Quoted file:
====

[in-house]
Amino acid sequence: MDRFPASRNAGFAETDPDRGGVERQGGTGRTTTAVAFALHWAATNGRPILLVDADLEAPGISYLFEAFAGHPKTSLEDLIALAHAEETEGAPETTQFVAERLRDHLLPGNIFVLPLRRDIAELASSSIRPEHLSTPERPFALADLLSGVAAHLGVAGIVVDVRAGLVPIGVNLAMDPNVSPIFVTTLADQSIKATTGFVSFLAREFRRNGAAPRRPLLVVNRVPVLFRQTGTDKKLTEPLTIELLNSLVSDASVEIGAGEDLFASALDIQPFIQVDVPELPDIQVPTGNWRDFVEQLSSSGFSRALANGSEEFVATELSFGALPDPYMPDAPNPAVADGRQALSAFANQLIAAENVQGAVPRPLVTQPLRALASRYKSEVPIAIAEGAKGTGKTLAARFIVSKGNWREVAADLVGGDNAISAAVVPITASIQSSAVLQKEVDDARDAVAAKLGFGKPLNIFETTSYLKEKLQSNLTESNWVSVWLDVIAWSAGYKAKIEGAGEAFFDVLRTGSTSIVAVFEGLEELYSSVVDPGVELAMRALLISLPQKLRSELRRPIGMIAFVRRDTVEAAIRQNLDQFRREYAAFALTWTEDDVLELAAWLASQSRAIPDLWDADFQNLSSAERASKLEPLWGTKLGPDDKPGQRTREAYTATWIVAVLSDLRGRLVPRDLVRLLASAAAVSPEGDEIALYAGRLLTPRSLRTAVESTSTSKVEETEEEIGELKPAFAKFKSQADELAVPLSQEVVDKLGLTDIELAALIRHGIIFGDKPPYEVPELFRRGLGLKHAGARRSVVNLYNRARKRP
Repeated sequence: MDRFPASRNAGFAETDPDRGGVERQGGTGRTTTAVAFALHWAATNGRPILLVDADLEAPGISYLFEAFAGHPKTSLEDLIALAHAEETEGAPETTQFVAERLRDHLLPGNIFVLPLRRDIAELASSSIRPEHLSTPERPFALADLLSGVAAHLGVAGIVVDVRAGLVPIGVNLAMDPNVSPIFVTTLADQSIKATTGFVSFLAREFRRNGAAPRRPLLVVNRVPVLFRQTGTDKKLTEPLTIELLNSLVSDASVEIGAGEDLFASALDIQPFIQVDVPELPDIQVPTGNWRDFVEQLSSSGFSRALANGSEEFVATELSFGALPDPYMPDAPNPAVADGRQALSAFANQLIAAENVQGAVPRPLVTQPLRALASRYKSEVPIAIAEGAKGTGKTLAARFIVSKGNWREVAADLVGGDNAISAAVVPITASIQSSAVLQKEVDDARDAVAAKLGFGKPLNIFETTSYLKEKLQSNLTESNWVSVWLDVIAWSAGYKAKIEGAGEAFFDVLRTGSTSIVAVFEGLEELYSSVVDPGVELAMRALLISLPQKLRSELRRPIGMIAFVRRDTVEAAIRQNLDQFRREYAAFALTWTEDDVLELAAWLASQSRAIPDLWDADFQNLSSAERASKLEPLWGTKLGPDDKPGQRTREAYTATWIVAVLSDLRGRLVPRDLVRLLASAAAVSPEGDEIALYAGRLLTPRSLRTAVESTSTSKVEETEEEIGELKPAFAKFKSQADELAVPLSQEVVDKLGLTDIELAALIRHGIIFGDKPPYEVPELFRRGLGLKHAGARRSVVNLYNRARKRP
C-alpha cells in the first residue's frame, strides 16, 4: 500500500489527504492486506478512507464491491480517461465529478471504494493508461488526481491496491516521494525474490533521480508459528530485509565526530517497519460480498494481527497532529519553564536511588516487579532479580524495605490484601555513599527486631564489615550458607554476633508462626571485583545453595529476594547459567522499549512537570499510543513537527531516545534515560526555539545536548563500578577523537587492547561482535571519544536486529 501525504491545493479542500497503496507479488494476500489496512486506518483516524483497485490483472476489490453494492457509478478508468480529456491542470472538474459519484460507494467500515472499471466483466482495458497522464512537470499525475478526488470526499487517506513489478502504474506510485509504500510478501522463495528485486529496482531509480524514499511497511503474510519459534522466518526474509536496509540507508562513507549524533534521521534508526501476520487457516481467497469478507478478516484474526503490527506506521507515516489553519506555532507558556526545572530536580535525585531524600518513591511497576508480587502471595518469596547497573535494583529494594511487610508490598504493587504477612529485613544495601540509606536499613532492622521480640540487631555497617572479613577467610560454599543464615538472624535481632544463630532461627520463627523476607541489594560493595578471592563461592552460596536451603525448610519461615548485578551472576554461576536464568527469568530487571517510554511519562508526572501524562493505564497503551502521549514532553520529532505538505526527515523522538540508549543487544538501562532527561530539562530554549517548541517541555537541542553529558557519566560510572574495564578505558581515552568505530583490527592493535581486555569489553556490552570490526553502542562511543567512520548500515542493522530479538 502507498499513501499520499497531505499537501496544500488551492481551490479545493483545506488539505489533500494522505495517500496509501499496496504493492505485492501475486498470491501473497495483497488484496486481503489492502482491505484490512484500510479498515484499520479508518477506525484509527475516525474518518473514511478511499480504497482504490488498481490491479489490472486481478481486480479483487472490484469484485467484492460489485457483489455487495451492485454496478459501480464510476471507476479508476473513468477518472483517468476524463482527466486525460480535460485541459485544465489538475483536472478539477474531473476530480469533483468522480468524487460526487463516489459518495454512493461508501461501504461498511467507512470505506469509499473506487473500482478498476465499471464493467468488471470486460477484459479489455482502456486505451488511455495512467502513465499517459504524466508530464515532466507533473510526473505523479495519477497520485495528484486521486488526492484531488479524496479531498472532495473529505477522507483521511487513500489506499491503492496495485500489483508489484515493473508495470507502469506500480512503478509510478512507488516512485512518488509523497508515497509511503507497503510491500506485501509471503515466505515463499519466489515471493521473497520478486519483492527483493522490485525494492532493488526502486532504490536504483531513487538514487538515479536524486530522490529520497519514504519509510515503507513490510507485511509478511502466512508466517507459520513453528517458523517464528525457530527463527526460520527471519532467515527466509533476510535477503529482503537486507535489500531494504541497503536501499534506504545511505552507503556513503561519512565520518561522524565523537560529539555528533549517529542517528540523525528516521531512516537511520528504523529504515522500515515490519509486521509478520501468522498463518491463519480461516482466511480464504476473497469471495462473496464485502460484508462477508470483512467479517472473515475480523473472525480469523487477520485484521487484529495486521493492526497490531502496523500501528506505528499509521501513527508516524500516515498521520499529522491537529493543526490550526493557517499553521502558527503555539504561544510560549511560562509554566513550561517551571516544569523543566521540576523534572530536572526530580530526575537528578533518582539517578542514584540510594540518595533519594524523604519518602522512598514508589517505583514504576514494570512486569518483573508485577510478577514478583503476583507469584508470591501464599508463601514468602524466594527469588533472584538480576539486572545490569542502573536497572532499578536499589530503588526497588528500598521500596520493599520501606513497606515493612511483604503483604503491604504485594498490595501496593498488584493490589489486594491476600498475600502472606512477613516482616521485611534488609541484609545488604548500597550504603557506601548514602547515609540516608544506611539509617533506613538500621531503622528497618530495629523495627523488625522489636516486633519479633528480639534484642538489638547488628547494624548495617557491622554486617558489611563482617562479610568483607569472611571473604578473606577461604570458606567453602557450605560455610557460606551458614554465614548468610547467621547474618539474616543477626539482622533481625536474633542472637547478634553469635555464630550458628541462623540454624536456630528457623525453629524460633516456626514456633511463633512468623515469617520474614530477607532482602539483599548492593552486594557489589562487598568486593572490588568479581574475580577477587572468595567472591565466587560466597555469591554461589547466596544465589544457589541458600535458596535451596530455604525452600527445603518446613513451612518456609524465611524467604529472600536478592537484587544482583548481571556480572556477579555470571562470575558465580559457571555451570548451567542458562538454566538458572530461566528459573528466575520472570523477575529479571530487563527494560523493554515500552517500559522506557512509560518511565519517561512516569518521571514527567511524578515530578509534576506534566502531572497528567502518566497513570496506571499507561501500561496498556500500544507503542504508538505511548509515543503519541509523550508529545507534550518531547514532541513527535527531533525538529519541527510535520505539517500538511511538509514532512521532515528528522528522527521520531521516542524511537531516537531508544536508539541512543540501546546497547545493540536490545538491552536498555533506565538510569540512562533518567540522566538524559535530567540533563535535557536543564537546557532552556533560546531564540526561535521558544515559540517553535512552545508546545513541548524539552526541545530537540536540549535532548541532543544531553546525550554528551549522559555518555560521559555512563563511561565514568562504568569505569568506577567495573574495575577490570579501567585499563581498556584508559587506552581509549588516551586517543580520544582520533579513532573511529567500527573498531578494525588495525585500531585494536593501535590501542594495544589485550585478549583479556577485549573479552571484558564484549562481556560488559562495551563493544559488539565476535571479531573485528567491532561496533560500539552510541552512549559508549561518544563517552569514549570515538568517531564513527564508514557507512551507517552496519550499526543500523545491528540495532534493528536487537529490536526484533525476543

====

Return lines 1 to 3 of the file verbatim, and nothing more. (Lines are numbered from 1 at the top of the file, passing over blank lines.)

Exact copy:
[in-house]
Amino acid sequence: MDRFPASRNAGFAETDPDRGGVERQGGTGRTTTAVAFALHWAATNGRPILLVDADLEAPGISYLFEAFAGHPKTSLEDLIALAHAEETEGAPETTQFVAERLRDHLLPGNIFVLPLRRDIAELASSSIRPEHLSTPERPFALADLLSGVAAHLGVAGIVVDVRAGLVPIGVNLAMDPNVSPIFVTTLADQSIKATTGFVSFLAREFRRNGAAPRRPLLVVNRVPVLFRQTGTDKKLTEPLTIELLNSLVSDASVEIGAGEDLFASALDIQPFIQVDVPELPDIQVPTGNWRDFVEQLSSSGFSRALANGSEEFVATELSFGALPDPYMPDAPNPAVADGRQALSAFANQLIAAENVQGAVPRPLVTQPLRALASRYKSEVPIAIAEGAKGTGKTLAARFIVSKGNWREVAADLVGGDNAISAAVVPITASIQSSAVLQKEVDDARDAVAAKLGFGKPLNIFETTSYLKEKLQSNLTESNWVSVWLDVIAWSAGYKAKIEGAGEAFFDVLRTGSTSIVAVFEGLEELYSSVVDPGVELAMRALLISLPQKLRSELRRPIGMIAFVRRDTVEAAIRQNLDQFRREYAAFALTWTEDDVLELAAWLASQSRAIPDLWDADFQNLSSAERASKLEPLWGTKLGPDDKPGQRTREAYTATWIVAVLSDLRGRLVPRDLVRLLASAAAVSPEGDEIALYAGRLLTPRSLRTAVESTSTSKVEETEEEIGELKPAFAKFKSQADELAVPLSQEVVDKLGLTDIELAALIRHGIIFGDKPPYEVPELFRRGLGLKHAGARRSVVNLYNRARKRP
Repeated sequence: MDRFPASRNAGFAETDPDRGGVERQGGTGRTTTAVAFALHWAATNGRPILLVDADLEAPGISYLFEAFAGHPKTSLEDLIALAHAEETEGAPETTQFVAERLRDHLLPGNIFVLPLRRDIAELASSSIRPEHLSTPERPFALADLLSGVAAHLGVAGIVVDVRAGLVPIGVNLAMDPNVSPIFVTTLADQSIKATTGFVSFLAREFRRNGAAPRRPLLVVNRVPVLFRQTGTDKKLTEPLTIELLNSLVSDASVEIGAGEDLFASALDIQPFIQVDVPELPDIQVPTGNWRDFVEQLSSSGFSRALANGSEEFVATELSFGALPDPYMPDAPNPAVADGRQALSAFANQLIAAENVQGAVPRPLVTQPLRALASRYKSEVPIAIAEGAKGTGKTLAARFIVSKGNWREVAADLVGGDNAISAAVVPITASIQSSAVLQKEVDDARDAVAAKLGFGKPLNIFETTSYLKEKLQSNLTESNWVSVWLDVIAWSAGYKAKIEGAGEAFFDVLRTGSTSIVAVFEGLEELYSSVVDPGVELAMRALLISLPQKLRSELRRPIGMIAFVRRDTVEAAIRQNLDQFRREYAAFALTWTEDDVLELAAWLASQSRAIPDLWDADFQNLSSAERASKLEPLWGTKLGPDDKPGQRTREAYTATWIVAVLSDLRGRLVPRDLVRLLASAAAVSPEGDEIALYAGRLLTPRSLRTAVESTSTSKVEETEEEIGELKPAFAKFKSQADELAVPLSQEVVDKLGLTDIELAALIRHGIIFGDKPPYEVPELFRRGLGLKHAGARRSVVNLYNRARKRP